The Arya provides a warm and full listening experience that is on par with some studio monitors I’ve used. These are great for audio mastering, allowing you to hear every tweak to your mix. The biggest drawback of the Hifiman Arya is the build quality. They feel somewhat fragile, so handle them with a bit of care.

Pros:

  • Wide frequency range
  • Excellent stereo imaging
  • Fairly lightweight and comfortable

Cons:

  • Build quality issues
  • Bass response could be higher

3.) AKG Pro Audio K812 PRO

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The K812 PRO offers immersive audio reproduction in a durable, open-backed headphone design. These headphones reproduce stellar-sounding bass with a frequency range of 5Hz-54kHz. With a 53mm driver, you can push the volume on these, and they’ll still be just as clear. The sound stage of these headphones is wide, and the open-back design certainly helps that.

These headphones reveal every imperfection in your mixes and masters. They’re on par with the other high-end headphones on this list but are considerably cheaper. That cost difference is seen in their comfort. While the K812 PRO is lightweight and comfortable initially, the headband design does begin to clamp slightly after a while. If you’re mixing for long hours, you’ll want to take a few breaks to let your ears rest.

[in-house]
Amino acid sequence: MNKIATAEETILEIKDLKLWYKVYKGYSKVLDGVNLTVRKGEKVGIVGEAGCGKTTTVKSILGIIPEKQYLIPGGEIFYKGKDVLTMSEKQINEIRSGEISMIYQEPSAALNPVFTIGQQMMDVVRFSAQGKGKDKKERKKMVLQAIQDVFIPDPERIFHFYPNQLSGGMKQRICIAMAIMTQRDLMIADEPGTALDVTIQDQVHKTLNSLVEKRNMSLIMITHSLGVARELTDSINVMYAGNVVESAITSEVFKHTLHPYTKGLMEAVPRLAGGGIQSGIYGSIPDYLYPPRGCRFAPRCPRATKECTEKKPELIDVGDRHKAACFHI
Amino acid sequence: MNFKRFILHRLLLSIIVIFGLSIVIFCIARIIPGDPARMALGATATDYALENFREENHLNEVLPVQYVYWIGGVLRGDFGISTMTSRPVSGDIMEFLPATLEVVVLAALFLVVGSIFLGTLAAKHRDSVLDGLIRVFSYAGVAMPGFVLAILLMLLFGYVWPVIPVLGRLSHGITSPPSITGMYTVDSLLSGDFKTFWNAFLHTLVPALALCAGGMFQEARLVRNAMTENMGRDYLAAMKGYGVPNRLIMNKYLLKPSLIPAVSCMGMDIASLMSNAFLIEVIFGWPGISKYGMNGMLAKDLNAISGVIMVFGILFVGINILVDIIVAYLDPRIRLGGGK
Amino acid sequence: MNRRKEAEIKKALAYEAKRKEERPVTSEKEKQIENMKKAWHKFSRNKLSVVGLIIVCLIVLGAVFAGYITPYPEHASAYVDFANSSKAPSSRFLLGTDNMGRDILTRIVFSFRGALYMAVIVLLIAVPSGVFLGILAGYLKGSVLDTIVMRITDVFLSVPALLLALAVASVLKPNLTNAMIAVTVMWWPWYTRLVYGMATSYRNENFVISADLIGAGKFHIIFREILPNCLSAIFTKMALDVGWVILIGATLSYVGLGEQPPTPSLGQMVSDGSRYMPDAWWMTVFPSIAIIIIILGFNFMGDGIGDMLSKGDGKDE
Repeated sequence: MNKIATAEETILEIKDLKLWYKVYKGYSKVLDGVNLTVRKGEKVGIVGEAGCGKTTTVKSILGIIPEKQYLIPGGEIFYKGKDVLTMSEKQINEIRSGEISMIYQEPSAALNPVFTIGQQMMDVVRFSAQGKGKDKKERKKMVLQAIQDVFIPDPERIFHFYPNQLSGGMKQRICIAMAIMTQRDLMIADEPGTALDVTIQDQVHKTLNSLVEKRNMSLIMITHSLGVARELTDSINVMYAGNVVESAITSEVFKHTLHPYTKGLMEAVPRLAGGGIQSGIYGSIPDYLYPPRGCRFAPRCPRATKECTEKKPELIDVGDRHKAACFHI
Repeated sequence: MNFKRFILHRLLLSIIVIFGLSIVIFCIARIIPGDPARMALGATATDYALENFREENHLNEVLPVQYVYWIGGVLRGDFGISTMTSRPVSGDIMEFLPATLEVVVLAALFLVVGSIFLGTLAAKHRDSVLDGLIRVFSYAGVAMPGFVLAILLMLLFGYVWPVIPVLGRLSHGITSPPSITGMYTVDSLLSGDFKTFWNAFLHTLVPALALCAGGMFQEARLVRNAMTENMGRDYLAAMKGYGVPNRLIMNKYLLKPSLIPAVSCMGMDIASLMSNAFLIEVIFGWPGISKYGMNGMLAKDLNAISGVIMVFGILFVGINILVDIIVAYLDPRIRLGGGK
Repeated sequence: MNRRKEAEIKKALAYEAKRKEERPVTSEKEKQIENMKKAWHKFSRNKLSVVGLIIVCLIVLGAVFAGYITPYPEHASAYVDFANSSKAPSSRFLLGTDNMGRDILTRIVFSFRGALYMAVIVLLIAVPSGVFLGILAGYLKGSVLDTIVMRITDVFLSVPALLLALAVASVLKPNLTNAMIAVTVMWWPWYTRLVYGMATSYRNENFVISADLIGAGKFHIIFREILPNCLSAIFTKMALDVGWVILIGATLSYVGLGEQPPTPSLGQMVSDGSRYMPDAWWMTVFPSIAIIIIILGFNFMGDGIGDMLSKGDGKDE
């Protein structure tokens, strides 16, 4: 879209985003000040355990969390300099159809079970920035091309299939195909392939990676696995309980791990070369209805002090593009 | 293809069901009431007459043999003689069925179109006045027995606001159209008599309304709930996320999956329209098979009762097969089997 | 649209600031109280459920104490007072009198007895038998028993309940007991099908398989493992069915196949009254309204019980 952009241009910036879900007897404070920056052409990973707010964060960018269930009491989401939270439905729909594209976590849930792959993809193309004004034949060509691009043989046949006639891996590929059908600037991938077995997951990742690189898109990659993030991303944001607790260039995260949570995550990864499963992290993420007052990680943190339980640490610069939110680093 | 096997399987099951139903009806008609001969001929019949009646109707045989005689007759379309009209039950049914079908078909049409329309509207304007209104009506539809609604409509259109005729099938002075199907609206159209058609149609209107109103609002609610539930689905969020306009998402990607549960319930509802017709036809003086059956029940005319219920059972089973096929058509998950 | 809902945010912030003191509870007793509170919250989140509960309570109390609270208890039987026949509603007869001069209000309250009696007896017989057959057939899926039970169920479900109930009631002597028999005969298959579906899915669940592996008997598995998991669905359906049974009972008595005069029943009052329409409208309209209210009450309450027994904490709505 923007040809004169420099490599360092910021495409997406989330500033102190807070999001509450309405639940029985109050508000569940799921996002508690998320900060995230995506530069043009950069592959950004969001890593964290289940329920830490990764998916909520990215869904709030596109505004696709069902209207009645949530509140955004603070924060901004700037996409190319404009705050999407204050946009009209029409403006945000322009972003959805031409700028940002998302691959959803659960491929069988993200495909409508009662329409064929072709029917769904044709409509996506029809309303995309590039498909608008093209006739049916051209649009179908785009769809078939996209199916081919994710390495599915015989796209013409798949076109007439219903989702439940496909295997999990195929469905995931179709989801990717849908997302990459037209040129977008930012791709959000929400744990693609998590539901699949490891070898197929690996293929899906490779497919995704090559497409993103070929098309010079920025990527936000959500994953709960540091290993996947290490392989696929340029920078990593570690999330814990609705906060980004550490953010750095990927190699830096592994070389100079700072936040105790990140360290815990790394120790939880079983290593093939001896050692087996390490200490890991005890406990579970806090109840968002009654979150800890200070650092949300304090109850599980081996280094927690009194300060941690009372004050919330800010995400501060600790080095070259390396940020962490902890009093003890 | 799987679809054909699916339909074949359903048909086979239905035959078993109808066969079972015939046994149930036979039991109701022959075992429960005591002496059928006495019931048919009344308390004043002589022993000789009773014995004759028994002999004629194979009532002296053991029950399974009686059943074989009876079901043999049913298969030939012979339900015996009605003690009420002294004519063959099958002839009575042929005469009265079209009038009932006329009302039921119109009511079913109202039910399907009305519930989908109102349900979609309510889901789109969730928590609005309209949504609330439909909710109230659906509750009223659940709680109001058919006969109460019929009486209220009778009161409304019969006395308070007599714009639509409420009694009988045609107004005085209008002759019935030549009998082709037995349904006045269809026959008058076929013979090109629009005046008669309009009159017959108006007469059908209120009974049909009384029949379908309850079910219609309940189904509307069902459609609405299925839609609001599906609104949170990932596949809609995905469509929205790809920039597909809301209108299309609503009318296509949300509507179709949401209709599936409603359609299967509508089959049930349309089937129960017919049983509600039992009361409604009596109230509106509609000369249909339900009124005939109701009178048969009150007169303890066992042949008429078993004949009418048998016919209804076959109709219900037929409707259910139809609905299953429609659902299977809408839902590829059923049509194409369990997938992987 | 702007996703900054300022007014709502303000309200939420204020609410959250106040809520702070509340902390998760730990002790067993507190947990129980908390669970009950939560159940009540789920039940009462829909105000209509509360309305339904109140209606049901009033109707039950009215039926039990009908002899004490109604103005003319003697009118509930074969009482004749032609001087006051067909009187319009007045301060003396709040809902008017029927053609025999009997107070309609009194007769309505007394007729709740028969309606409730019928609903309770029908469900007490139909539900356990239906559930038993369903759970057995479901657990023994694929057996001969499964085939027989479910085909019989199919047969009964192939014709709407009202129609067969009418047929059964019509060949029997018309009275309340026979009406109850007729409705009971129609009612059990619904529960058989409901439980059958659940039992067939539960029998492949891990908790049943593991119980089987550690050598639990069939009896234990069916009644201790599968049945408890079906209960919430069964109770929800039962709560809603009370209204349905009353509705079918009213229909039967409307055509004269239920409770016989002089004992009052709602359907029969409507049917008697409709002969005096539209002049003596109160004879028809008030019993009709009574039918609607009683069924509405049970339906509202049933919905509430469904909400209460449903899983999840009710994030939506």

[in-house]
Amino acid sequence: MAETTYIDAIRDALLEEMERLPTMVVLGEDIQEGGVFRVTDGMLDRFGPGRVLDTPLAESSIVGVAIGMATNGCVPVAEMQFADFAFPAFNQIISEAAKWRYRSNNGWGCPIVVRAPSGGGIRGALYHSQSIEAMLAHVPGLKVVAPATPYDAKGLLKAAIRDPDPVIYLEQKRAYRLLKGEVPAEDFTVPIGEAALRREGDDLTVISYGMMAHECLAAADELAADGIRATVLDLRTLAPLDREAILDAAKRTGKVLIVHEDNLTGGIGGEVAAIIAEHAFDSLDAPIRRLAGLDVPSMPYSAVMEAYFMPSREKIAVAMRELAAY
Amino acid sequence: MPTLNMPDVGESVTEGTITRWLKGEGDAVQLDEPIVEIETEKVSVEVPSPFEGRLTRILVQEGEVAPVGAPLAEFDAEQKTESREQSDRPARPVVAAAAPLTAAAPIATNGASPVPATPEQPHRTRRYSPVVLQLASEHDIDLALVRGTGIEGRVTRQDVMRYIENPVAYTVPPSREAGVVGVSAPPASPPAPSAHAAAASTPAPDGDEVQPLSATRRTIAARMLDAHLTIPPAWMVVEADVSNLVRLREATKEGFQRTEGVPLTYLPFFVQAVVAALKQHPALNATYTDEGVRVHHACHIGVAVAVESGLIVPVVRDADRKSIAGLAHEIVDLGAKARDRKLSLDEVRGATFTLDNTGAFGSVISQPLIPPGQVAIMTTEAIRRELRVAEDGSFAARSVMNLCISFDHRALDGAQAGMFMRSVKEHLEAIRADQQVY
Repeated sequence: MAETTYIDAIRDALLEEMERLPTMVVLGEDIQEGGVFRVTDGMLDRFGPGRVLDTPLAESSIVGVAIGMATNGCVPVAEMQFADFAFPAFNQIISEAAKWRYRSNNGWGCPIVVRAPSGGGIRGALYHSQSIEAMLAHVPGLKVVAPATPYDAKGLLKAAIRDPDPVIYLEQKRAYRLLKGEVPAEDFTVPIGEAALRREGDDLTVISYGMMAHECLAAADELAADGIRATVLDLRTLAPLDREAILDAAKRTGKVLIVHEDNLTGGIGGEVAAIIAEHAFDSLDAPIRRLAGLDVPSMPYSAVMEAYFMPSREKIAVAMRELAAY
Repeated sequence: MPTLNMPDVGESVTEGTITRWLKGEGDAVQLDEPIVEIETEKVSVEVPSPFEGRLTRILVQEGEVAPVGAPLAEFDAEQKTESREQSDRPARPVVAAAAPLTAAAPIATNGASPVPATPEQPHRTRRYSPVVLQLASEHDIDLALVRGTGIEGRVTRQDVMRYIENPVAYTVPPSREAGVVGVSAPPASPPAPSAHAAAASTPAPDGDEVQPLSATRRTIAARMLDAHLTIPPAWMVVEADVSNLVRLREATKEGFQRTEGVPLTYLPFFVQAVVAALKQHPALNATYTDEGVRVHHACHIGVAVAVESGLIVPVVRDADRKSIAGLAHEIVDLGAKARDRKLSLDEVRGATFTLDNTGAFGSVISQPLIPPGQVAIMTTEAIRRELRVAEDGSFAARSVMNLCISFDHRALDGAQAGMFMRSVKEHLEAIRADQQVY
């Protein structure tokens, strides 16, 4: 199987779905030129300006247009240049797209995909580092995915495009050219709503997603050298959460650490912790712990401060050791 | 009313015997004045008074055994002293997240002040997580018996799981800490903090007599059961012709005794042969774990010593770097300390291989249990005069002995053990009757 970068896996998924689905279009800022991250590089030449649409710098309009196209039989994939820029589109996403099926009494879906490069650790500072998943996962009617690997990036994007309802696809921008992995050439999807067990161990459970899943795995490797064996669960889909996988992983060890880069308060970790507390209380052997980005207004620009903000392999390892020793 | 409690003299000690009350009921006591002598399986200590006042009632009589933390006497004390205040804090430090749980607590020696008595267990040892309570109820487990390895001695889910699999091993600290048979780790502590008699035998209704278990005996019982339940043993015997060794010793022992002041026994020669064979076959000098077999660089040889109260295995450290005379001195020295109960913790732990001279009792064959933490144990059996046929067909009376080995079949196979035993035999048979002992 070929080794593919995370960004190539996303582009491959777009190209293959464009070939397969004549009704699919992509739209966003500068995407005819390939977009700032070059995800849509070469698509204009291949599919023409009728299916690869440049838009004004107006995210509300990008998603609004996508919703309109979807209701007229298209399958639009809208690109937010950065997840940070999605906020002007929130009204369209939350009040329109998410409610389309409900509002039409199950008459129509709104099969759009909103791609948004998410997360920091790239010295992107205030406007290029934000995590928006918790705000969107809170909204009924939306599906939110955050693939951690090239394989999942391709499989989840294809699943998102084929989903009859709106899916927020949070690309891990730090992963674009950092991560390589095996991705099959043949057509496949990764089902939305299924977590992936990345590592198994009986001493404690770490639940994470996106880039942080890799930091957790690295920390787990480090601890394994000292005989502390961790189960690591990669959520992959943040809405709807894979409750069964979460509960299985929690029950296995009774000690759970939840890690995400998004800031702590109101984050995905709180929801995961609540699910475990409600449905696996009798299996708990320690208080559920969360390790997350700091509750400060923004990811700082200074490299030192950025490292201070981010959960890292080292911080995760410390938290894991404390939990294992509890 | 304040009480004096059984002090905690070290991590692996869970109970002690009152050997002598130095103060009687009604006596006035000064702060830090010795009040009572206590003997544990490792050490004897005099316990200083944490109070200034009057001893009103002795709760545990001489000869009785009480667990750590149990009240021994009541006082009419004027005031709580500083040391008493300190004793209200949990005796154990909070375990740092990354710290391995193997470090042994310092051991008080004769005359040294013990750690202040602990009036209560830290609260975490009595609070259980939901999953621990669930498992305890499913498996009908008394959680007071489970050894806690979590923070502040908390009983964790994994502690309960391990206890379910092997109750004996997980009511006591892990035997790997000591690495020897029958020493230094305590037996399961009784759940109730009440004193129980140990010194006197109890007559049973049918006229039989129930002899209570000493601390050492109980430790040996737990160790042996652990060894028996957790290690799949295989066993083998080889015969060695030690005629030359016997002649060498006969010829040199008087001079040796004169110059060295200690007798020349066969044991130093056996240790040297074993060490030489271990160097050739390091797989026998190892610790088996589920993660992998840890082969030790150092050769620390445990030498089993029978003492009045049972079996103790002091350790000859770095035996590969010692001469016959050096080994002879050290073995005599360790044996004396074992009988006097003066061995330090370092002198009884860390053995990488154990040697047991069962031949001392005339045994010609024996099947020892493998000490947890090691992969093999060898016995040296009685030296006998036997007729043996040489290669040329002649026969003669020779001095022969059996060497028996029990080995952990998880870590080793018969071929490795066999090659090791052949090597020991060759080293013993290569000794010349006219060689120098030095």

Pros:

  • Wide frequency range
  • Great quality for the price
  • Brutally honest audio reproduction
  • Durable design

Cons:

  • Uncomfortable for long periods

Top 3 mid-range studio headphones

If you’re a music producer, chances are you don’t have the budget to drop thousands on a pair of headphones. Not to worry, though, there are plenty of professional headphones that you’ll only have to spend a few hundred to have. All of these are great options for mixing and mastering with great frequency responses and open-backed designs.

1.) Sennheiser HD 660 S

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These are in the upper echelon of reference headphones available for the price. These are built with high-quality materials and are meant to last. They have a range from 10Hz-41kHz with clear, articulate bass and crisp, sparkling highs. A clear and flat response is perfect for mixing, letting you clearly hear both the flaws and highlights.

The open design model allows the acoustics of the room you are in to resonate with the audio. The provided cables are durable and make for an excellent user experience. The drivers are efficient and powerful, with an SPL (sound pressure level) of 104dB/mW at 1kHz.